Aziz Ansari likes to pick fights. As Leslie's ( Amy Poehler) undermining lieutenant Tom Haverford on NBC's "Parks and Recreation," his attacks are snide but subtle. Ansari is much more aggressive. The 26-year-old comedian takes down everyone from his younger cousins to the TV competition. (Sample Twitter message: "Watch Parks & Rec tonight at 8:30! Bones is doing its special 'blackface episode,' watch if that's your thing") to journalists who continue to ask him about his already well-documented food obsessions.
We won't hold a grudge. Ansari's going to have more to complain about soon having just sold three movie projects to Judd Apatow -- one will have the South Carolina native reprising his role as profane comic Randy from Apatow's "Funny People." Ansari's first stand-up special, "Intimate Moments for a Sensual Evening," is out on CD and DVD Tuesday. It will also air tonight on Comedy Central.
In the last episode of "Parks," Tom showed a softer side, spilling his guts to Leslie about his divorce. Was that difficult for you? Not at all. I've been messaging a guy on Facebook that claims he is Daniel Day-Lewis. I think he's really Daniel and he's been getting back to me, telling me how to get emotional. He says to frown and look down a lot. So I tried a lot of that. I think it turned out pretty good.
The show has really found a rabid following in its second season. What didn't viewers get during the first season? It takes awhile to flesh this kind of a show out. You watch the first six episodes of "Seinfeld" and it wasn't all there yet. The reason you'd watch shows like "Parks and Recreation" and "The Office" is not because you're going, "Oh, what's going to happen at this paper company?" It's because you get to know and love Michael and Dwight. People have not just gotten to hang out with us longer. They know us better. And we're hilarious.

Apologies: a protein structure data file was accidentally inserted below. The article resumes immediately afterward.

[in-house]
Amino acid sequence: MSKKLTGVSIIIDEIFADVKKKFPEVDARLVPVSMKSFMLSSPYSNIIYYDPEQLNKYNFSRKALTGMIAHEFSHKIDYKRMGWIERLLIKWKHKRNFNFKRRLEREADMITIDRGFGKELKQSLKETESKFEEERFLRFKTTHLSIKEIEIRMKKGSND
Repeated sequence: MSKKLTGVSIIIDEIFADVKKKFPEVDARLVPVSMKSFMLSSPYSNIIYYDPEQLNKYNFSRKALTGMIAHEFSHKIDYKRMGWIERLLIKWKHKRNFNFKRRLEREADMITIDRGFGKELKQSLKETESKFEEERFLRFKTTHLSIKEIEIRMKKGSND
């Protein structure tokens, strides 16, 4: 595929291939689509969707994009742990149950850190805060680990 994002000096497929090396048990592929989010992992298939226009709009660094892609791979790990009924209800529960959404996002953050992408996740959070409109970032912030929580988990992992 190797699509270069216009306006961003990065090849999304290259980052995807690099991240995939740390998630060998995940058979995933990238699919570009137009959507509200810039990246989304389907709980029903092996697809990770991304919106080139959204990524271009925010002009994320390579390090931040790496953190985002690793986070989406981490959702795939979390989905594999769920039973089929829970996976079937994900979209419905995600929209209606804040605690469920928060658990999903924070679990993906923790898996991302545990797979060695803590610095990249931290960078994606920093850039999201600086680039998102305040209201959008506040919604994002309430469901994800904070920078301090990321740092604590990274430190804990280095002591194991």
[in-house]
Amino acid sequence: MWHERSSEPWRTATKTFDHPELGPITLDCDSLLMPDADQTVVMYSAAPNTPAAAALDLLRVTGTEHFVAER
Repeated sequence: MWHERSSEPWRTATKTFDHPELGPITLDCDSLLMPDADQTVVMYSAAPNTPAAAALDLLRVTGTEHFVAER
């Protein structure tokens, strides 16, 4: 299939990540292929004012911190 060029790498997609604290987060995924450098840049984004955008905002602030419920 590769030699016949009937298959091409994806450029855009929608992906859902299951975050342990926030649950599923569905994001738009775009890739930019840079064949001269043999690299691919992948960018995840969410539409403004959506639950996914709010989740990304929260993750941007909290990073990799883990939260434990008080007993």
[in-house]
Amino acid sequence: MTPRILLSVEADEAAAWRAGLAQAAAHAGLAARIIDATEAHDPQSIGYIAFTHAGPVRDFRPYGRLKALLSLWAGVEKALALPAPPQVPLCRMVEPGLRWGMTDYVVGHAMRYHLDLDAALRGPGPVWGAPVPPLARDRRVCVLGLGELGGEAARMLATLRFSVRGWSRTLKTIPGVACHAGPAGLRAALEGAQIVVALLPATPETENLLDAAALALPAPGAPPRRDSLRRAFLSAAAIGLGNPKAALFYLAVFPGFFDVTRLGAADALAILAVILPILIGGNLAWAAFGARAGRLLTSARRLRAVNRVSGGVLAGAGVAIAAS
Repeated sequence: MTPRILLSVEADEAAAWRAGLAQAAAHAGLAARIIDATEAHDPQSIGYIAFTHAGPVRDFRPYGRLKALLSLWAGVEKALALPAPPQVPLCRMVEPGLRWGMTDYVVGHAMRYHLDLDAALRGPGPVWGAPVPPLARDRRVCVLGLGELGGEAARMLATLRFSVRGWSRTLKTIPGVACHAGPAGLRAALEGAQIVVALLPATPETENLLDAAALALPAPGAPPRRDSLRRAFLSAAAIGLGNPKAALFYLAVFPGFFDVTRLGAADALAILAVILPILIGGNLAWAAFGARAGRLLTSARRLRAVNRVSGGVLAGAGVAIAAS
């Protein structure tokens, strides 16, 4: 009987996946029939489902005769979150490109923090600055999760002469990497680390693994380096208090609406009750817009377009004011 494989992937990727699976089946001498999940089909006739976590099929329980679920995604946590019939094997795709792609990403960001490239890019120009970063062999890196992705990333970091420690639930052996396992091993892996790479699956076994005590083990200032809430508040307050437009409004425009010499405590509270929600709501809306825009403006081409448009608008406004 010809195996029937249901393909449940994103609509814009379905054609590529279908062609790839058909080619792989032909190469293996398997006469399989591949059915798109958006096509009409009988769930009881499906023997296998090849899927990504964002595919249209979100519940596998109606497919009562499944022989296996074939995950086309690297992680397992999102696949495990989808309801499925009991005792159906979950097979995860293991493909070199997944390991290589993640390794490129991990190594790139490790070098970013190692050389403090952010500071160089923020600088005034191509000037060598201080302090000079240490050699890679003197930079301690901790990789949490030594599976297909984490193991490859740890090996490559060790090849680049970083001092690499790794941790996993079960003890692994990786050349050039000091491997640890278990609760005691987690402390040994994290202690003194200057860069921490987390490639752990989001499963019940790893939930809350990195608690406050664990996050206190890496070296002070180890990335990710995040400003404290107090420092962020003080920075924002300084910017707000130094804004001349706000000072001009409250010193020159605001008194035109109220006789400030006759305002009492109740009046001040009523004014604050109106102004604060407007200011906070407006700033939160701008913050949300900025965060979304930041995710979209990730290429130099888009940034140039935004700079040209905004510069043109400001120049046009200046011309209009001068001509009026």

You've certainly done your part to boost ratings, trying to pick off Fox's "Bones" fans on Twitter one by one. Yes, I've settled my beef with the "Bones" people. I've moved on. I need to start making fun of "The Mentalist," even though it doesn't even air at the same time as us. For some reason that show just seems goofy to me. It's like, watch out, bad guys, it's "The Mentalist"! That's my next war.
In your stand-up, you really pick on your excitable young cousin Harris. How does he feel about you telling everyone that he's chubby, loves to watch USA Network shows and likes to stuff his face with Cinnabon? You know, actually, I did ask him. I said, "Hey, Harris! Is it OK if I call you chubby on national TV?" He was like, "No!" So I was like, "What if I gave you an Xbox game?" And he was like, "OK."
You talk about infiltrating his Facebook study groups and spoiling episodes of "24" for him. Does he even like you? I like seeing him freak out. And it's all fake spoilers. Like I'd instant message him before a new episode and go, "Oh, man, that was crazy when Tony Almeida got shot!" He'd go nuts.
In every interview you give, people ask you about taco trucks. How many have you been to? I've been to a fair number of them. Some people took me on a taco tour one time. But my mainstays are the Taco Zone trucks and the Kogi Korean barbecue trucks.
Do you get any kind of special access? No, I can't cut! I would get beat up by a whole lot of angry people.
I can understand a good taco truck, but you also talk a lot about Chick-fil-A. You don't understand that? Wait a second, you tasted it and you didn't get it? Is there any way for me to ask for another writer to be assigned this interview because there's something wrong with your head? It's the most delicious thing ever. I did just eat fish tacos two days in a row, so it's probably fitting. I need new material. If I wasn't doing comedy, I'd probably just be a fat unemployed Indian man.